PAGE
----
What I Took Away From The Search Insider Summit

I've had a few days now to reflect on what came out of the Search Insider Summit in Park City. It was an interesting perspective: Avinash Kaushik telling us that the majority of search marketing "sucks"; Mark Mahaney prophesizing that search is poised for a big climb in 2010; Rob Griffin warning us the entire industry is going through the throes of change; Chris Copeland showing us that social media is inextricably linked with search activity; and Mike Moran cautioning us that CEOs and CFOs worship at one altar and one altar only: profit. If we want to sell search, we have to speak that language.

Adding to this, I climbed on my usual soapbox, arguing that we spend too much time with data and too little time with our customers. In the panel exploring how to balance qualitative and quantitative approaches, the panelists were asked how they differentiated the two. For me, the answer is this: Quantitative is watching the dashboard while you drive. Qualitative is looking out the windshield.

SEM's Call to Arms

So, when you mash this up over 3 days and distill the essence, what do you end up with? I think SEMs heard a distinct call to "up their game" last week in Park City. Sure, there are tough problems to tackle. Marketers are demanding more from their budgets than ever before. As Avinash said, attribution causes many marketers to "cry like little girls." Determining user intent and matching it in our ads is tough. Matching it on the landing page and beyond is even tougher. Trying to wrap our heads around the shifting tide of social media gives us all a migraine. And if our jobs weren't tough enough, Google just gave SEO a slap upside the head last week with personalization of all search results. Thank God the bar was open after the sessions wrapped up.

But we search marketers are a resilient bunch. The people roaming the hallways of the Chateaux at Silver Lake didn't look morose. In fact, they were almost giddily optimistic. There was a sense that as rough as the ride was in this boat we all chose to set sail in, at least it was heading in the right direction. Rob Griffin put it this way: "If you're any good, you might not have the same job title or be doing the same thing in a few years, but you'll be employed. That's more than a lot of other people will be able to say."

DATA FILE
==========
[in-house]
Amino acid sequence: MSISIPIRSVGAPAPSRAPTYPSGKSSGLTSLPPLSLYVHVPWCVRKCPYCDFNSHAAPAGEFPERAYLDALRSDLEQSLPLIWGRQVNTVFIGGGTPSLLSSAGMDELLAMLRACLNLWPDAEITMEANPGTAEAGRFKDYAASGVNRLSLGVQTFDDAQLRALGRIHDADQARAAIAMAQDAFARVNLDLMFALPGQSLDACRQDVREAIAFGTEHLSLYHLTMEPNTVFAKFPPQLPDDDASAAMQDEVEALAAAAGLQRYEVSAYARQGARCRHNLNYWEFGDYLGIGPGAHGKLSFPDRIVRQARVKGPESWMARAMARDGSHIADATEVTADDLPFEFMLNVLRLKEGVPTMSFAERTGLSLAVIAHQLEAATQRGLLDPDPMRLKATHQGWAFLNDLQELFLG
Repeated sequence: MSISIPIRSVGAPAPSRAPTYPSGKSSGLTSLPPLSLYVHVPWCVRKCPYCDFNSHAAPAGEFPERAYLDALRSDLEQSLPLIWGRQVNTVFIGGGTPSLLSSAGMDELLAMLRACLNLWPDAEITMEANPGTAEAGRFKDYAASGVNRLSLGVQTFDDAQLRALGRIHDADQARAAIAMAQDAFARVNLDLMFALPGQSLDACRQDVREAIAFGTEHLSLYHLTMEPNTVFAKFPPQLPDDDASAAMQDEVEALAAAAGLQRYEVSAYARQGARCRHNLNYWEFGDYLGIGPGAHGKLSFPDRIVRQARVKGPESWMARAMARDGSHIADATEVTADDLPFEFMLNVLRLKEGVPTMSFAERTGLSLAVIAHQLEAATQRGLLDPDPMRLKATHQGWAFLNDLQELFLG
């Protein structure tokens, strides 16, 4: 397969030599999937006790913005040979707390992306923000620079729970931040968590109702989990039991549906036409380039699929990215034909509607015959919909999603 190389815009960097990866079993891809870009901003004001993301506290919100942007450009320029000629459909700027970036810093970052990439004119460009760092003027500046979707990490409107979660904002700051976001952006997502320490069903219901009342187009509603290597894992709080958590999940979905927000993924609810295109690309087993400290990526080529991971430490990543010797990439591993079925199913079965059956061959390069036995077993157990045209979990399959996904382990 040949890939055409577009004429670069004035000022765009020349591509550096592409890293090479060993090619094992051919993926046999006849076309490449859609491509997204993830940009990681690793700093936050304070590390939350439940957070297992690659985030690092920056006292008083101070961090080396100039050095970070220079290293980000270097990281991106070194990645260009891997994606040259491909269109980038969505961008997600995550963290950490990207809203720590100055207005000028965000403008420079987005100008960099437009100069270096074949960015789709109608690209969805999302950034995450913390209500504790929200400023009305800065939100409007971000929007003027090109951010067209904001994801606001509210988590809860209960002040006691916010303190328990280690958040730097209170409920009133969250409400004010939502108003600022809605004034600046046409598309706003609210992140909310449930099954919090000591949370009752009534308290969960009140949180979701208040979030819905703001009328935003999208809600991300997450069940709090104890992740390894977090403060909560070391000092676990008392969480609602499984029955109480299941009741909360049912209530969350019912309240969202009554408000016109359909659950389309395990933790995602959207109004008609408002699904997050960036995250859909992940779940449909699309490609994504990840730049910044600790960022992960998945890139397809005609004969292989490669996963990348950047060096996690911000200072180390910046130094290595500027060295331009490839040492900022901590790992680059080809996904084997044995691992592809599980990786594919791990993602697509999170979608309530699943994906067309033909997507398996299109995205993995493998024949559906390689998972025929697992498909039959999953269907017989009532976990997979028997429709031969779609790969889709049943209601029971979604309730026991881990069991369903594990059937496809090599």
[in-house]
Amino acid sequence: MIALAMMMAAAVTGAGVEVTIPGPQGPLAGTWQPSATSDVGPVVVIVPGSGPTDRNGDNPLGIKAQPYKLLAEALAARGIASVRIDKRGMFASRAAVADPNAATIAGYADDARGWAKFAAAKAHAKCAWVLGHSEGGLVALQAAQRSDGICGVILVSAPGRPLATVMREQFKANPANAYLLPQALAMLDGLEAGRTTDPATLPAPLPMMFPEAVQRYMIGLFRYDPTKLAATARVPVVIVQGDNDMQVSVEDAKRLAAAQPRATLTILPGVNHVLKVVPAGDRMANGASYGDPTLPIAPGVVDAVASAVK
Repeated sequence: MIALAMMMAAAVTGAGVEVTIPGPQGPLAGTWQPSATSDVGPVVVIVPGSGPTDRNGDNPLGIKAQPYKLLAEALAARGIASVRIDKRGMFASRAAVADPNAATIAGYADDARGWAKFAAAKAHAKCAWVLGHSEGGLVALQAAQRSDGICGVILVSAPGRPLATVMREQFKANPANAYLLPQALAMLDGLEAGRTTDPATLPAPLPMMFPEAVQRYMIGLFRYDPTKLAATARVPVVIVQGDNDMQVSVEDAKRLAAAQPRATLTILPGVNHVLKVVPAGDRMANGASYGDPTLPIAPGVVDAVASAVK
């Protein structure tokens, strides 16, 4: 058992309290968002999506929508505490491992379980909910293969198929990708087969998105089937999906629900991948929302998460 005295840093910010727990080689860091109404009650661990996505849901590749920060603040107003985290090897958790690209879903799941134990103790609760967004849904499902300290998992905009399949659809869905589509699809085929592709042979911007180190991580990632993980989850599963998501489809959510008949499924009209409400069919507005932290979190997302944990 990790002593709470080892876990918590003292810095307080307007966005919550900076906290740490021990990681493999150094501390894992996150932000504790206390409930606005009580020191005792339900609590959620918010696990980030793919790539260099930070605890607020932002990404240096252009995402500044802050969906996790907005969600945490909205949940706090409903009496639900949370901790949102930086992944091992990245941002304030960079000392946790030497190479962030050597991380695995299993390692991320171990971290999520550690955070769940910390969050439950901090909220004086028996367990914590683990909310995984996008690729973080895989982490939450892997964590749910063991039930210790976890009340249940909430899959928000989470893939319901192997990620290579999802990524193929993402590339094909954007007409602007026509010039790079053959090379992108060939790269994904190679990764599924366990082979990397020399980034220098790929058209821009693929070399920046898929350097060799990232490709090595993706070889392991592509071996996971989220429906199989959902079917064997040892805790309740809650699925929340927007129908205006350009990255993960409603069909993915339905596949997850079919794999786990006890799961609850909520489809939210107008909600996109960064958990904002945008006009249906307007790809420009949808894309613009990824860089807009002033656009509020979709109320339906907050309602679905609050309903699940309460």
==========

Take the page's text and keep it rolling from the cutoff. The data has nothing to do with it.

I'm Not Sure Where We're Going, but Follow Me!

I look at it this way. The market has already shifted. And where the market goes, we marketers have to follow. Somebody has to figure this stuff out. And, as I remarked to someone over drinks after the sessions wound down, I'm constantly amazed by the number of people in marketing who have impressive titles on their business cards but simply don't get the magnitude of the behavioral shift we're in the middle of. Avinash is right. A lot of what I see in the digital marketing landscape "sucks." We have to get better. We have to get smarter. We have to do a better job of listening to the people we're trying to market to.

I know we will get better. Really, do we have a choice? And the advantage search marketers have is that we have chosen to work in the one area of online that has been an unqualified success. Everyone is looking to us as an example of digital marketing done right. And we're looking at each other saying, "Okay, that worked. Now, what's next?"

Tags: search
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3 comments about "What I Took Away From The Search Insider Summit".
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  1. David Lazar from Lazworld.com Inc., December 10, 2009 at 6:11 p.m.

    This holds true for trade show speakers who give bad advice as law. Another fix is if the trade show companies get more creditable speakers.

  2. Gary Senser, December 11, 2009 at 4:18 a.m.

    Looking into the mind of the customer is the key to our success as marketers and business leaders. Your windshield analogy is perfect. Two of your reading list suggestions have been useful in better understanding why we do what we do: "The Culture Code", by Clotaire Rapaille and "The Mind of the Market", by Michael Shermer.

    Looking forward to further insights after the "personalization dust" settles a bit.

  3. Jeff Smith from HomeAway.com, December 11, 2009 at 8:20 a.m.

    Great summary, Gord. Much as you described, I came away thinking there were a number of areas to improve, especially in understanding customers to build a more effective search program.